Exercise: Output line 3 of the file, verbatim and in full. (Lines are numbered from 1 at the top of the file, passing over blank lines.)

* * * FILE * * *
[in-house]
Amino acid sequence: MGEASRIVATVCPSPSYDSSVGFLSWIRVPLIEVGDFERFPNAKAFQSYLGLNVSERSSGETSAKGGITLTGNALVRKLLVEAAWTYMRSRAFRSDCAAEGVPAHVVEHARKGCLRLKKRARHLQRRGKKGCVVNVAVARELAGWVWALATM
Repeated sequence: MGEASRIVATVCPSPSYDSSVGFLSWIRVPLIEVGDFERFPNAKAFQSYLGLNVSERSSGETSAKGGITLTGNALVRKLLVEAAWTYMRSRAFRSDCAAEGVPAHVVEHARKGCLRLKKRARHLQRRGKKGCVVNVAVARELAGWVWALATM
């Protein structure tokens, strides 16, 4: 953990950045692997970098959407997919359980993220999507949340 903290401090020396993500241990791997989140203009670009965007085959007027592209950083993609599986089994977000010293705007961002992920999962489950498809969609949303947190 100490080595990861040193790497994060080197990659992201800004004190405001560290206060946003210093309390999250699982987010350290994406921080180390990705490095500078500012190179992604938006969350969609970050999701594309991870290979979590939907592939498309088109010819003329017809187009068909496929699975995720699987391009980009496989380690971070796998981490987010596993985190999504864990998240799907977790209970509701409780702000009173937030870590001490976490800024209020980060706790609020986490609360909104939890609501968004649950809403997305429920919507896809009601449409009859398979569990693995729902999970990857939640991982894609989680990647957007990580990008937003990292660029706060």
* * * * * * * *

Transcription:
Repeated sequence: MGEASRIVATVCPSPSYDSSVGFLSWIRVPLIEVGDFERFPNAKAFQSYLGLNVSERSSGETSAKGGITLTGNALVRKLLVEAAWTYMRSRAFRSDCAAEGVPAHVVEHARKGCLRLKKRARHLQRRGKKGCVVNVAVARELAGWVWALATM